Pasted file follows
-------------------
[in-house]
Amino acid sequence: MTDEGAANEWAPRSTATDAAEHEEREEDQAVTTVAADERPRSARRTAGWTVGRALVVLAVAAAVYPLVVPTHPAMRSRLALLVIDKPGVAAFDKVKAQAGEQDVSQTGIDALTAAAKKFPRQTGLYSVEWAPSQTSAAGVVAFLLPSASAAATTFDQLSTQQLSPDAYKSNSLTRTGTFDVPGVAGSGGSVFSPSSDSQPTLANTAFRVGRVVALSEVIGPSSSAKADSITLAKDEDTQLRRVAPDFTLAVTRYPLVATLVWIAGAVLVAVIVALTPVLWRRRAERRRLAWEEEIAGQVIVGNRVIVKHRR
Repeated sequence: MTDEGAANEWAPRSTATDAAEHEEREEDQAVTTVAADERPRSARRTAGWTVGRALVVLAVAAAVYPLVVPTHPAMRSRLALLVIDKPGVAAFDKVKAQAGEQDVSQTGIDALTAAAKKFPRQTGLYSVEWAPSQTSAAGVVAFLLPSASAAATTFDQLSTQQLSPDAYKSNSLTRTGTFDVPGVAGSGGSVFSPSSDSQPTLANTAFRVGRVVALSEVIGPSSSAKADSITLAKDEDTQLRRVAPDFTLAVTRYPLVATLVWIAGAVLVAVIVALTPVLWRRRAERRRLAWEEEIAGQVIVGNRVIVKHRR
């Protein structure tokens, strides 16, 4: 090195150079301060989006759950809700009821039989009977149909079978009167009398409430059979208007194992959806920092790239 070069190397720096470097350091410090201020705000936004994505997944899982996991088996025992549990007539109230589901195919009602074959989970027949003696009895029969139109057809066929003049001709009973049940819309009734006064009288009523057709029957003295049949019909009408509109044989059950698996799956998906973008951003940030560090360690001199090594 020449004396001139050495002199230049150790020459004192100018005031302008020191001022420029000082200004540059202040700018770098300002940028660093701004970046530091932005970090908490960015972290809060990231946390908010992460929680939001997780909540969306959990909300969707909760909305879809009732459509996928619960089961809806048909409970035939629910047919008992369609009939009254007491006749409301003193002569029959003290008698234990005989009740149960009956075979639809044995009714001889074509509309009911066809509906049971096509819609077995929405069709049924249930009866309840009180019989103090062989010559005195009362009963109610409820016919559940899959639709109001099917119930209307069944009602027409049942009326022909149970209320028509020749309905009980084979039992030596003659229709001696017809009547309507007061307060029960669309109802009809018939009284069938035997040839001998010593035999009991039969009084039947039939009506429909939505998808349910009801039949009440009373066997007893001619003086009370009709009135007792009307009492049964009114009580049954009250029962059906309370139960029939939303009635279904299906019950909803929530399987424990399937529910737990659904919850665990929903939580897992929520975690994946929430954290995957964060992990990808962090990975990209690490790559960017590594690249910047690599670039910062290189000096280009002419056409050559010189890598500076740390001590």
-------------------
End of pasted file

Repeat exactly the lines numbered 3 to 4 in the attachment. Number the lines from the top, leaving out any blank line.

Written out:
Repeated sequence: MTDEGAANEWAPRSTATDAAEHEEREEDQAVTTVAADERPRSARRTAGWTVGRALVVLAVAAAVYPLVVPTHPAMRSRLALLVIDKPGVAAFDKVKAQAGEQDVSQTGIDALTAAAKKFPRQTGLYSVEWAPSQTSAAGVVAFLLPSASAAATTFDQLSTQQLSPDAYKSNSLTRTGTFDVPGVAGSGGSVFSPSSDSQPTLANTAFRVGRVVALSEVIGPSSSAKADSITLAKDEDTQLRRVAPDFTLAVTRYPLVATLVWIAGAVLVAVIVALTPVLWRRRAERRRLAWEEEIAGQVIVGNRVIVKHRR
């Protein structure tokens, strides 16, 4: 090195150079301060989006759950809700009821039989009977149909079978009167009398409430059979208007194992959806920092790239 070069190397720096470097350091410090201020705000936004994505997944899982996991088996025992549990007539109230589901195919009602074959989970027949003696009895029969139109057809066929003049001709009973049940819309009734006064009288009523057709029957003295049949019909009408509109044989059950698996799956998906973008951003940030560090360690001199090594 020449004396001139050495002199230049150790020459004192100018005031302008020191001022420029000082200004540059202040700018770098300002940028660093701004970046530091932005970090908490960015972290809060990231946390908010992460929680939001997780909540969306959990909300969707909760909305879809009732459509996928619960089961809806048909409970035939629910047919008992369609009939009254007491006749409301003193002569029959003290008698234990005989009740149960009956075979639809044995009714001889074509509309009911066809509906049971096509819609077995929405069709049924249930009866309840009180019989103090062989010559005195009362009963109610409820016919559940899959639709109001099917119930209307069944009602027409049942009326022909149970209320028509020749309905009980084979039992030596003659229709001696017809009547309507007061307060029960669309109802009809018939009284069938035997040839001998010593035999009991039969009084039947039939009506429909939505998808349910009801039949009440009373066997007893001619003086009370009709009135007792009307009492049964009114009580049954009250029962059906309370139960029939939303009635279904299906019950909803929530399987424990399937529910737990659904919850665990929903939580897992929520975690994946929430954290995957964060992990990808962090990975990209690490790559960017590594690249910047690599670039910062290189000096280009002419056409050559010189890598500076740390001590």